Australian Catholic University (ACU) is a publicly funded university with seven campuses around Australia. It is one of the few Australian universities with a presence in Europe, having opened the Rome Centre in Italy in 2015.
ACU has grown rapidly, with the number of undergraduate students increasing more than 60% between 2010 and 2015. The university now has more than 32,000 students from 160 countries, and more than 2,200 staff. It has matched this growth with the expansion and upgrade of it campuses. Several new buildings and developments have won interior design or architecture awards, and received a 6-Star Green Star energy rating from the Green Building Council of Australia.
ACU is made up of four faculties, which offer bachelor, master and doctoral degrees. It is open to students and staff of all beliefs and backgrounds, and outlines in its mission statement a commitment to "the pursuit of knowledge, the dignity of the human person and the common good."
ACU was founded from Catholic tertiary institutions that had been training teachers and nurses since the mid-19th century. It is now globally connected, with a relationship to more than 190 universities and educational institutions around the world as well as being part of a global network of Catholic universities.
ACU has an increasing involvement in research and has seven new research institutes aligned with the university's four priority research areas: theology and philosophy; health; education; and the common good and social justice.
Australian Catholic University (ACU) was opened on 1 January 1991 following the amalgamation of four Catholic tertiary institutions in eastern Australia:Catholic College of Education Sydney, New South Wales
Institute of Catholic Education, Victoria
McAuley College, Queensland
Signadou College of Education, Australian Capital Territory
These institutions had their origins in the mid-1800s, when religious orders and institutes became involved in preparing teachers for Catholic schools and, later, nurses for Catholic hospitals. Through a series of amalgamations, relocations, transfers of responsibilities and diocesan initiatives, more than 20 historical entities have contributed to the creation of the university.
ACU's Vice-Chancellor and President, Professor Greg Craven, is the chief executive officer of ACU and is responsible for representing the university both nationally and internationally and for providing strategic leadership and management.
Deputy vice-chancellors have delegated responsibility for assigned areas of policy. These areas are academic; administration and resources; research and students, learning and teaching.
Associate vice-chancellors are based in Brisbane, Melbourne and Sydney. They act as the vice-chancellor's representative in their local region, as do the campus deans in Ballarat and Canberra.
The vice-chancellor is also assisted by the faculty executive deans, the academic registrar and directors with national portfolios.
Each faculty is headed by an executive dean and supported by a number of associate deans and heads of schools.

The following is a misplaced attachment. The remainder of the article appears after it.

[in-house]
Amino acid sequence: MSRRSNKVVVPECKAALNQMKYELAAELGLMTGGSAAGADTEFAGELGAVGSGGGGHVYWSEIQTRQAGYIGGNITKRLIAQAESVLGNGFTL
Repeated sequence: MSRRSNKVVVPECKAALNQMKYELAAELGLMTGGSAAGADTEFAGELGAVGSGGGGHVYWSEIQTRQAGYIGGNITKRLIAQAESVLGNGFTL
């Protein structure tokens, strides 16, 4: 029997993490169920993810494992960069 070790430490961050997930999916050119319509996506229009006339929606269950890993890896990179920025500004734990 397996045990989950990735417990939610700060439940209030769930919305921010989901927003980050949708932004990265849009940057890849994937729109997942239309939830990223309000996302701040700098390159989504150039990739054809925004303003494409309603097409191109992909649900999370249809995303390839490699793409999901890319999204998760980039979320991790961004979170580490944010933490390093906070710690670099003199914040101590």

ACU has seven campuses across Australia, Adelaide, Ballarat, Brisbane, Canberra, Melbourne and Sydney (North Sydney and Strathfield). In 2015, the university opened the Rome Centre, a collaboration with the Catholic University of America, located in Rome, Italy.
ACU has a wide range of institutes and centres, as well as four faculties.Education and Arts – areas include education, arts and humanities, global studies and international development studies, media communications, social science, youth work, and creative arts, visual arts and design.
Health Sciences – areas include counselling, environmental science, exercise physiology, exercise science, mental health, midwifery, nursing, occupational therapy, paramedicine, physiotherapy, public health, psychology, social work and speech pathology.
Law and Business – areas include accounting and finance, business administration, commerce, human resource management, information technology, law, management, marketing and occupational health, safety and environmental management.
Theology and Philosophy.
In 2014 ACU launched a research intensification program. In the initial stage of the five-year strategy, the university established seven new research institutes, aligned with four priority research areas: theology and philosophy; health; education; and the common good and social justice.
In 2015, ACU was named the most improved institution in the country by the Australian Research Council in its national assessment of research quality, the Excellence in Research for Australia (ERA). In the results, ACU increased its "excellence index" ranking from 35th to 21st. The university also achieved several scores of five, the highest score possible, in the ERA.
Each ACU campus has a student representative council and there is a national student body called the Australian Catholic University National Students' Association (ACUNSA), which advocates on behalf of students both individually and collectively.
The university hosts an annual national sporting event – the ACU Games – and students also compete in Australia's largest annual multisport event, the Australian University Games.
ACU has its own national community radio station, ACU Wired, a joint venture between staff and students which broadcasts to all six ACU campuses.
Campus Life manages a range of clubs and societies as well as organising events, competitions and national programs. The Office of Student Success manages a range of support services on every campus including academic, disability, counseling, and Indigenous support.